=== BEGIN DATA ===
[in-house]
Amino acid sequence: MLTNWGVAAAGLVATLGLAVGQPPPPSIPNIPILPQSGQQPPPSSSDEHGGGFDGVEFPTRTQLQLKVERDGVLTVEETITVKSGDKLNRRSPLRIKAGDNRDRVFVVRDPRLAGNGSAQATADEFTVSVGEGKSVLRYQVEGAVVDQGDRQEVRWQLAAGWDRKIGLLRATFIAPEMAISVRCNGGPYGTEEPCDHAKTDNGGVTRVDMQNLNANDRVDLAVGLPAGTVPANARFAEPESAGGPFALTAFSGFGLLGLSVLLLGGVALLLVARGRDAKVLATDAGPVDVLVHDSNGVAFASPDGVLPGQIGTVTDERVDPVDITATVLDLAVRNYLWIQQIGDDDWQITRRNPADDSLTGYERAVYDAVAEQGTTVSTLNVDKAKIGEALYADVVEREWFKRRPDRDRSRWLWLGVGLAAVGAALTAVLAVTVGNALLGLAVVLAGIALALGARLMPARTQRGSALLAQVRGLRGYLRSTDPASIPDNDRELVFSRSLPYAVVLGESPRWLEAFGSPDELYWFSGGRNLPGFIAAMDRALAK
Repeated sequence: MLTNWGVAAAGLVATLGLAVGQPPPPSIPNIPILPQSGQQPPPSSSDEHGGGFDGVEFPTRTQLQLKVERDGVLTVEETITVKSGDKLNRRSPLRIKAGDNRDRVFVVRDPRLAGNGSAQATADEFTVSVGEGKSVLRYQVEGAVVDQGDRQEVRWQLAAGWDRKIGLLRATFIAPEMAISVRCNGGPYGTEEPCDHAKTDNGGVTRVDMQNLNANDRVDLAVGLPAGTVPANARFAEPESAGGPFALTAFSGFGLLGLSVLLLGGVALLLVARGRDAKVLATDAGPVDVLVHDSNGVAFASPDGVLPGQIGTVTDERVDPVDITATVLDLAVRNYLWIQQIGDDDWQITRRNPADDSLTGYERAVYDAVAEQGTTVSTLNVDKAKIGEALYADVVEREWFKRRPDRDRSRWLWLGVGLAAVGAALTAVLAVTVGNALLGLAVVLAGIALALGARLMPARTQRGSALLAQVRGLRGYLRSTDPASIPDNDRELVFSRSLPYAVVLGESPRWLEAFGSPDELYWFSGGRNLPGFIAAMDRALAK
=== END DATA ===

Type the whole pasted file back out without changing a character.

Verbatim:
[in-house]
Amino acid sequence: MLTNWGVAAAGLVATLGLAVGQPPPPSIPNIPILPQSGQQPPPSSSDEHGGGFDGVEFPTRTQLQLKVERDGVLTVEETITVKSGDKLNRRSPLRIKAGDNRDRVFVVRDPRLAGNGSAQATADEFTVSVGEGKSVLRYQVEGAVVDQGDRQEVRWQLAAGWDRKIGLLRATFIAPEMAISVRCNGGPYGTEEPCDHAKTDNGGVTRVDMQNLNANDRVDLAVGLPAGTVPANARFAEPESAGGPFALTAFSGFGLLGLSVLLLGGVALLLVARGRDAKVLATDAGPVDVLVHDSNGVAFASPDGVLPGQIGTVTDERVDPVDITATVLDLAVRNYLWIQQIGDDDWQITRRNPADDSLTGYERAVYDAVAEQGTTVSTLNVDKAKIGEALYADVVEREWFKRRPDRDRSRWLWLGVGLAAVGAALTAVLAVTVGNALLGLAVVLAGIALALGARLMPARTQRGSALLAQVRGLRGYLRSTDPASIPDNDRELVFSRSLPYAVVLGESPRWLEAFGSPDELYWFSGGRNLPGFIAAMDRALAK
Repeated sequence: MLTNWGVAAAGLVATLGLAVGQPPPPSIPNIPILPQSGQQPPPSSSDEHGGGFDGVEFPTRTQLQLKVERDGVLTVEETITVKSGDKLNRRSPLRIKAGDNRDRVFVVRDPRLAGNGSAQATADEFTVSVGEGKSVLRYQVEGAVVDQGDRQEVRWQLAAGWDRKIGLLRATFIAPEMAISVRCNGGPYGTEEPCDHAKTDNGGVTRVDMQNLNANDRVDLAVGLPAGTVPANARFAEPESAGGPFALTAFSGFGLLGLSVLLLGGVALLLVARGRDAKVLATDAGPVDVLVHDSNGVAFASPDGVLPGQIGTVTDERVDPVDITATVLDLAVRNYLWIQQIGDDDWQITRRNPADDSLTGYERAVYDAVAEQGTTVSTLNVDKAKIGEALYADVVEREWFKRRPDRDRSRWLWLGVGLAAVGAALTAVLAVTVGNALLGLAVVLAGIALALGARLMPARTQRGSALLAQVRGLRGYLRSTDPASIPDNDRELVFSRSLPYAVVLGESPRWLEAFGSPDELYWFSGGRNLPGFIAAMDRALAK